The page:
Thank you for your continued participation on the platform. This new protection demonstrates our ongoing commitment to bringing best-in-class tools and services to our lenders.

02/14/2013 by in Featured, Lenders, Prosper News

October, 2012 Investor Monthly Update


Buoyed by press appearances on CNBC and NPR, in October Prosper posted $27m in new loan requests from potential borrowers and signed on more than 750 new investors. Loan and risk performance also continued to be strong, as the platform delivered its 38th consecutive month of positive returns to investors. In aggregate, Prosper has now returned more than $37m in interest payments to investors since its registration with the SEC in 2009, a figure that grows more rapidly with each passing month.


Election results changed investors’ focus from who will run the country to how Washington will handle the impending fiscal cliff. In many economists’ opinions, an impasse over the fiscal cliff could result in a recession as the combination of increased taxes and reduced government spending suppresses economic growth. Obviously, such a scenario would cause concern regarding how an investor would allocate capital to different investments, including Prosper loans. Do recent asset market trends support the fear of many economists? What potential strategies can a Prosper investor enact if the underlying health of the economy were to deteriorate?
Below we attempt to answer these questions.

Notwithstanding recent equity market weakness, it should be noted that the S&P 500 has had a very healthy year-to-date return, up 11.8% as of November 12th. Additionally, all major world equity markets are positive this year, with the exception of Spain and China. In short, 2012 world equity performance suggests an underlying global economy strong enough to support equity prices. Corporate high yield bonds have also shown strong performance. The BA Merrill Lynch High Yield index is up 12.9% as of October 31st. Perhaps more importantly, this index’s yield has remained remarkably steady over the past three months, suggesting that fears of a weakening economy are misplaced. If economic strains were beginning to appear, high yield bond’s interest rates should be rising.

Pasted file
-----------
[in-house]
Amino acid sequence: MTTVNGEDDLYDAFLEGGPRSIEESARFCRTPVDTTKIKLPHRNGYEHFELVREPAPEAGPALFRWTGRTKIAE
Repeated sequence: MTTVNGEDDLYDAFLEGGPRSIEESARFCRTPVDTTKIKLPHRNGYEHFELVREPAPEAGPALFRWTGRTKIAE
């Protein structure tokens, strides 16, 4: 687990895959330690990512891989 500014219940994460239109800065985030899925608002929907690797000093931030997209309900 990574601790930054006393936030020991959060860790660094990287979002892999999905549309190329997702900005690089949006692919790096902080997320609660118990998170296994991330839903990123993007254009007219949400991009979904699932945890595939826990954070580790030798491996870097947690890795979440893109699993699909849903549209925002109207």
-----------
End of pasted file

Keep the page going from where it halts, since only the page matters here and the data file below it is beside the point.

Finally, consider two-year US government swap rates. For those not familiar with swap rates, they represent the price where two parties agree to exchange interest rate cash flows. Without getting over-complicated  a high and rising swap rate indicates greater investor uncertainty about the course of future interest rates such that an investor pays more for a swap rate given this uncertainty. Note that swap rates rose prior to the beginning of each of the last three recessions (1990, 2000 and 2008) and are now back to levels not witnessed since 1993. The current level of swap rates seems to imply that fixed income investors are not overtly concerned about the direction of interest rates, or a recession. This suggests a slow but steady economic growth rather than any rapid increases or recessionary shocks. In other words, asset market data appears to suggest things will be ok.